A reform of this comprehensive evaluation procedure should set clear standards and expectations for teachers and have multiple evaluation measures. Some of these should include numerous observations of classroom instructional practice and student outcomes, input from peers, parents and students and feedback from administrators if remediation and further training is necessary.

Student scores on new Core-based tests that correlate to new Common Core Standards should eventually be included in an evaluation of teachers, but should not exceed 15-20 percent of the evaluation results which is much less than what was agreed to by the LAUSD and UTLA. Test scores should be just one of multiple measures to determine the educational competency of educators. The probationary period for new teachers should also be extended to 3-4 years before permanent employee status is achieved in order to insure proper classroom observation, training, and job competency as this will reduce the possibility of future problems or costly dismissals.

There must be a more diligent effort to keep and nurture the competent educators and weed out the incompetents. A new and improved evaluation system will take more time and money, however, the valuable minds of children are at stake and are worth the effort. It is also becoming much more difficult to educate students as many services are being dismantled and reduced due to budget cuts. These cuts have negatively affected classes for English learners, adult school high school diploma courses, programs for dropout prevention and early education for preschool kids. A reduction in the number of teachers and college counselors has also led to an increase in class size.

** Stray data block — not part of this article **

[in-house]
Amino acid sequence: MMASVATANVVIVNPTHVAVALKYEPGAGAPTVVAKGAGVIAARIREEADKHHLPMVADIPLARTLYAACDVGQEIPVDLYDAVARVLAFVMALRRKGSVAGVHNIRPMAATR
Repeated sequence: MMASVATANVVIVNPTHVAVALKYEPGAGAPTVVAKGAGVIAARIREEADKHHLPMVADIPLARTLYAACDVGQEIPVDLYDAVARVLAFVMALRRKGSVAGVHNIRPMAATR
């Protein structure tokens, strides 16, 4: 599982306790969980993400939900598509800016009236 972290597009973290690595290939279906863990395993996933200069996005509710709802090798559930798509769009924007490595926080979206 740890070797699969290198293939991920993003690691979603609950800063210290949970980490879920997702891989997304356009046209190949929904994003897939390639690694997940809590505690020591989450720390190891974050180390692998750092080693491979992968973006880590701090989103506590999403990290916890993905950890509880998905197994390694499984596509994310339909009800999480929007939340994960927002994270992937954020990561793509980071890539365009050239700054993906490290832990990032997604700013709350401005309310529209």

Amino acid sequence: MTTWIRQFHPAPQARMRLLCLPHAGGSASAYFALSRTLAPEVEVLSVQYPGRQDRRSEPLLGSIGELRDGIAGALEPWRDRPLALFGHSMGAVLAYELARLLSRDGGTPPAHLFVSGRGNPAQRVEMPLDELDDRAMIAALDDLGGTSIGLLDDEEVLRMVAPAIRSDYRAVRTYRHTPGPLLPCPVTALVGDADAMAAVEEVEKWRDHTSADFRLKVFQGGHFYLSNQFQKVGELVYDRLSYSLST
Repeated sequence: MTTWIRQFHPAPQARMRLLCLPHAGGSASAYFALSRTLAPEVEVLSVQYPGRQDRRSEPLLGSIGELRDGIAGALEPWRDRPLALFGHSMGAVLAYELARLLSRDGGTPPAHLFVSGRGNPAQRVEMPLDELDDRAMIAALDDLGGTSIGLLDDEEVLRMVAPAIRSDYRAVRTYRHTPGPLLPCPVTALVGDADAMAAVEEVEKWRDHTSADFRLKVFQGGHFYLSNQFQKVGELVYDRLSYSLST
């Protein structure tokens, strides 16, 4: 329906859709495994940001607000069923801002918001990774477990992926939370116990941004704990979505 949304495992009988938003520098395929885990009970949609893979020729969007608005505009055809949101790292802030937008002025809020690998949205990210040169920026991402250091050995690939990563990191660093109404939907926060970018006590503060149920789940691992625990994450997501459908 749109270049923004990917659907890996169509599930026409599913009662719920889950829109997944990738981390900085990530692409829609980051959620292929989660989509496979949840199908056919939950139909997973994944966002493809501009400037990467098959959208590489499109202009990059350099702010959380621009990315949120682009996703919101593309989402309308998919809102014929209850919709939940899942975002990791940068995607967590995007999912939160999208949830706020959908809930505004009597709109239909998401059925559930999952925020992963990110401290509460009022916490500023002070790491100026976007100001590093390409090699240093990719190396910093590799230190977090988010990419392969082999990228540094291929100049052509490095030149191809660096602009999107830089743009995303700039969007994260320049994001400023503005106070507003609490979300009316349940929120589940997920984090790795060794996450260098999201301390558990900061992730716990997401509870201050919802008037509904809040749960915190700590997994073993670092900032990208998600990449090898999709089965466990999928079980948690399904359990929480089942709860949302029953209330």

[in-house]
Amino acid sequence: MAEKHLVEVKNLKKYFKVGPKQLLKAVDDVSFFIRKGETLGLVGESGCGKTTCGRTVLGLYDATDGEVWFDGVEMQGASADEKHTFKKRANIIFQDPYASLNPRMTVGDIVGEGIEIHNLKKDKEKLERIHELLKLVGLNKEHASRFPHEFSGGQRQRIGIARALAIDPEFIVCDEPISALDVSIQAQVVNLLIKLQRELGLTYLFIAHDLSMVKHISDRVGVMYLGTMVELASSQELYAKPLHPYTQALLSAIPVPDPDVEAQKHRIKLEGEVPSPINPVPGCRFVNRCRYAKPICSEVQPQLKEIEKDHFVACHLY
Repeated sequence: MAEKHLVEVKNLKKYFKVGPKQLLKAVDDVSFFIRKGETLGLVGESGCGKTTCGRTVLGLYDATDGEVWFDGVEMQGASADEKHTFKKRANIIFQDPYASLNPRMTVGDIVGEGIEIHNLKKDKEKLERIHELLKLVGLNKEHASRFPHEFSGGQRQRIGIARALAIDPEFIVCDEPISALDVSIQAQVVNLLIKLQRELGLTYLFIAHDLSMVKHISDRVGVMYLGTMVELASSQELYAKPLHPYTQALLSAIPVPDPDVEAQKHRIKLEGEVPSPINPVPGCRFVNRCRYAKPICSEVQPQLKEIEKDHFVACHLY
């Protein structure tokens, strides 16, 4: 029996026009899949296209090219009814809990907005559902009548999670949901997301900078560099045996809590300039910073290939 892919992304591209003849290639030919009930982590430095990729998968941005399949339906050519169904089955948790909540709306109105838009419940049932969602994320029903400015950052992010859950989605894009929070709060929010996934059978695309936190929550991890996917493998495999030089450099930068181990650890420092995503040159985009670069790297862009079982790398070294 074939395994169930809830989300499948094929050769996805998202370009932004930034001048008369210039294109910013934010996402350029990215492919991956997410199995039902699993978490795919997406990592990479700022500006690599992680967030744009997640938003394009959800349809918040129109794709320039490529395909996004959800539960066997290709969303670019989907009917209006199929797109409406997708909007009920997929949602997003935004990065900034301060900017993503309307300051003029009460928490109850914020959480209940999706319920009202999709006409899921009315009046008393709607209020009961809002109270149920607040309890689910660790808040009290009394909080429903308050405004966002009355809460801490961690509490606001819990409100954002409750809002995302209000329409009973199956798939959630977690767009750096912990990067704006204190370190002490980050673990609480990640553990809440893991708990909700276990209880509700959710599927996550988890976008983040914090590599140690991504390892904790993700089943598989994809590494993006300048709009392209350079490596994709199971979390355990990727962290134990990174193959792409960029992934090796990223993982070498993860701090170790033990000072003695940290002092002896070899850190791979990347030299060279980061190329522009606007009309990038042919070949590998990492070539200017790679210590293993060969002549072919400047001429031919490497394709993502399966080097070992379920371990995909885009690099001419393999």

Unfortunately, many of the gains made in the past are now being eroded and eliminated due to the decrease in funds as California has now descended into 49th place nationally in per-pupil funding .

On the positive side, some L.A. District schools are doing well as two of them located in a higher income neighborhood won the national Academic Decathlon with one being a charter school. There has also been a move by the Superintendent Deasy, in cooperation with teachers, to create small learning communities, schools within a school and Pilot schools in order to decentralize and facilitate local decision-making and curriculum design by teachers and administrators so as to improve the local education programs.

A coalition of civil rights groups has recently voiced approval for these reforms by Deasy and demanded a more aggressive approach by him and the LAUSD in improving student achievement. Meanwhile, a majority of UTLA members in a poll have shown disapproval of Deasy. While more Latino students are now attending college there are also more dropping out due to the increase in size of this demographic group.

A fundamental and positive change also needs to be made in regard to the L.A. School Board elections as there are currently two huge financial blocks comprised of the union, United Teacher of Los Angeles (UTLA), and that created by former UTLA employee and present Mayor Villaraigosa. Both rival blocks contend sharply for control of the school board by financing the elections of their hand-chosen candidates with millions of dollars in campaign funds.